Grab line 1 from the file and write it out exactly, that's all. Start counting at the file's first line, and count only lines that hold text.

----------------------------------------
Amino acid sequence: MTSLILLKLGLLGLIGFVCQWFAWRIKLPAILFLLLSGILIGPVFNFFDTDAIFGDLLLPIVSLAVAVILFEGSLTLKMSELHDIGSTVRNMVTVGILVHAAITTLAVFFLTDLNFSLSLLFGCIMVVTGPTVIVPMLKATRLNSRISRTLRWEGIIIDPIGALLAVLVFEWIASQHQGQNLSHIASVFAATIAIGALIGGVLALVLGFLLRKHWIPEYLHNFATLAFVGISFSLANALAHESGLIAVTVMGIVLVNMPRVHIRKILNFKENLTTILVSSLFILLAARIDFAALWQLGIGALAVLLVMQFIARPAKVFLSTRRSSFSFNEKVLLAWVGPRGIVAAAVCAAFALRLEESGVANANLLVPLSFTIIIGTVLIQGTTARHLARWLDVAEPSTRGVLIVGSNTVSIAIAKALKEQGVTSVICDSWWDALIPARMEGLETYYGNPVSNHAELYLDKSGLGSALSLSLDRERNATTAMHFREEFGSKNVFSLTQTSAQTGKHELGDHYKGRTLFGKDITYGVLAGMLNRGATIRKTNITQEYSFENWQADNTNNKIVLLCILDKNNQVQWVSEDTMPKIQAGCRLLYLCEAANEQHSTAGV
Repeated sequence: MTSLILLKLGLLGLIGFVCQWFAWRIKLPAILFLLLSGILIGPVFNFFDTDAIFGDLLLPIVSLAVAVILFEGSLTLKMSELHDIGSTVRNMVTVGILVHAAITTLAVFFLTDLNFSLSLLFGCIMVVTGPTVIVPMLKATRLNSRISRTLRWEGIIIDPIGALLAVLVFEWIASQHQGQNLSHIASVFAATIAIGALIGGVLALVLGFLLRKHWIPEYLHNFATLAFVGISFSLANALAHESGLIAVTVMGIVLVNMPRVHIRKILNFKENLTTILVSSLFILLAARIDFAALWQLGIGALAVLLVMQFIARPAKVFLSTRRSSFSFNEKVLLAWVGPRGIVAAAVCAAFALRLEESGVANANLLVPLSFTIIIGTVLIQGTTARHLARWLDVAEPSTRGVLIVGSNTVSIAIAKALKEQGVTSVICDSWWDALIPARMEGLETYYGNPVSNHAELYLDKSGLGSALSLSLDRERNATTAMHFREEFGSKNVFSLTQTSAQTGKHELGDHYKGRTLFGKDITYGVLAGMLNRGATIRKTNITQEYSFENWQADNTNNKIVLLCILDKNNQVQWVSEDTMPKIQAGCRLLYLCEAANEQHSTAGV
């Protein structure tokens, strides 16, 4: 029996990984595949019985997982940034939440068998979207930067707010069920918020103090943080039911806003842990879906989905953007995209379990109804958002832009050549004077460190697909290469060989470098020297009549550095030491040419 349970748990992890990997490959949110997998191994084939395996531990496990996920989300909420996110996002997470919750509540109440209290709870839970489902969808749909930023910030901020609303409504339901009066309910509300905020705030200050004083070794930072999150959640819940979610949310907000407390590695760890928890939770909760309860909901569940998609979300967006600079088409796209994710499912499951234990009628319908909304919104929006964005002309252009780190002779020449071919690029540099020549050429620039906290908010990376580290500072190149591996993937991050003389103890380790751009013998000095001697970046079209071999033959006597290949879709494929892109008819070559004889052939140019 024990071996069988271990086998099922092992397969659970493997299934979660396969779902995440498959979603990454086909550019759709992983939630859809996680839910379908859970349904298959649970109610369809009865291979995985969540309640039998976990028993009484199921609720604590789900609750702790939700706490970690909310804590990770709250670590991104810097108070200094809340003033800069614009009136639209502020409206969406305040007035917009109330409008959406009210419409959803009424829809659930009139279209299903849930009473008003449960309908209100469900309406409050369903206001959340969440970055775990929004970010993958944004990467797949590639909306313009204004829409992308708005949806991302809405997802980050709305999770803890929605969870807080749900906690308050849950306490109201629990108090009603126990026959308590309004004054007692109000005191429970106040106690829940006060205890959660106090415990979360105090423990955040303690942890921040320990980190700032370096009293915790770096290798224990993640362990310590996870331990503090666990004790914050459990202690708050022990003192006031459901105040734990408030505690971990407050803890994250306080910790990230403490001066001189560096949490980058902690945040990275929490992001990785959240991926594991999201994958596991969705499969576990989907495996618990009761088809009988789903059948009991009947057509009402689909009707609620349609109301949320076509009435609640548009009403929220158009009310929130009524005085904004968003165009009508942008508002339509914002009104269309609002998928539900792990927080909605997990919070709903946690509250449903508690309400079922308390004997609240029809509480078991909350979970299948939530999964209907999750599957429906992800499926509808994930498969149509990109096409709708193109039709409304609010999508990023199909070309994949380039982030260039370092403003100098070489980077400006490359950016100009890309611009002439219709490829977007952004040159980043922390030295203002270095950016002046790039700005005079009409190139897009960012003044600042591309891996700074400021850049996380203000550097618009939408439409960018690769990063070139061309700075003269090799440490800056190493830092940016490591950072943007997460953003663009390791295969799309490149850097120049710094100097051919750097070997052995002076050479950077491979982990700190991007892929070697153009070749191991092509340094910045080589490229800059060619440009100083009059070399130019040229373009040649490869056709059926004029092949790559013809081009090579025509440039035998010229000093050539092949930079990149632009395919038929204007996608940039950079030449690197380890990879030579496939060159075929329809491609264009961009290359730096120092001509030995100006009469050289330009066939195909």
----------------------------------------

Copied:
Amino acid sequence: MTSLILLKLGLLGLIGFVCQWFAWRIKLPAILFLLLSGILIGPVFNFFDTDAIFGDLLLPIVSLAVAVILFEGSLTLKMSELHDIGSTVRNMVTVGILVHAAITTLAVFFLTDLNFSLSLLFGCIMVVTGPTVIVPMLKATRLNSRISRTLRWEGIIIDPIGALLAVLVFEWIASQHQGQNLSHIASVFAATIAIGALIGGVLALVLGFLLRKHWIPEYLHNFATLAFVGISFSLANALAHESGLIAVTVMGIVLVNMPRVHIRKILNFKENLTTILVSSLFILLAARIDFAALWQLGIGALAVLLVMQFIARPAKVFLSTRRSSFSFNEKVLLAWVGPRGIVAAAVCAAFALRLEESGVANANLLVPLSFTIIIGTVLIQGTTARHLARWLDVAEPSTRGVLIVGSNTVSIAIAKALKEQGVTSVICDSWWDALIPARMEGLETYYGNPVSNHAELYLDKSGLGSALSLSLDRERNATTAMHFREEFGSKNVFSLTQTSAQTGKHELGDHYKGRTLFGKDITYGVLAGMLNRGATIRKTNITQEYSFENWQADNTNNKIVLLCILDKNNQVQWVSEDTMPKIQAGCRLLYLCEAANEQHSTAGV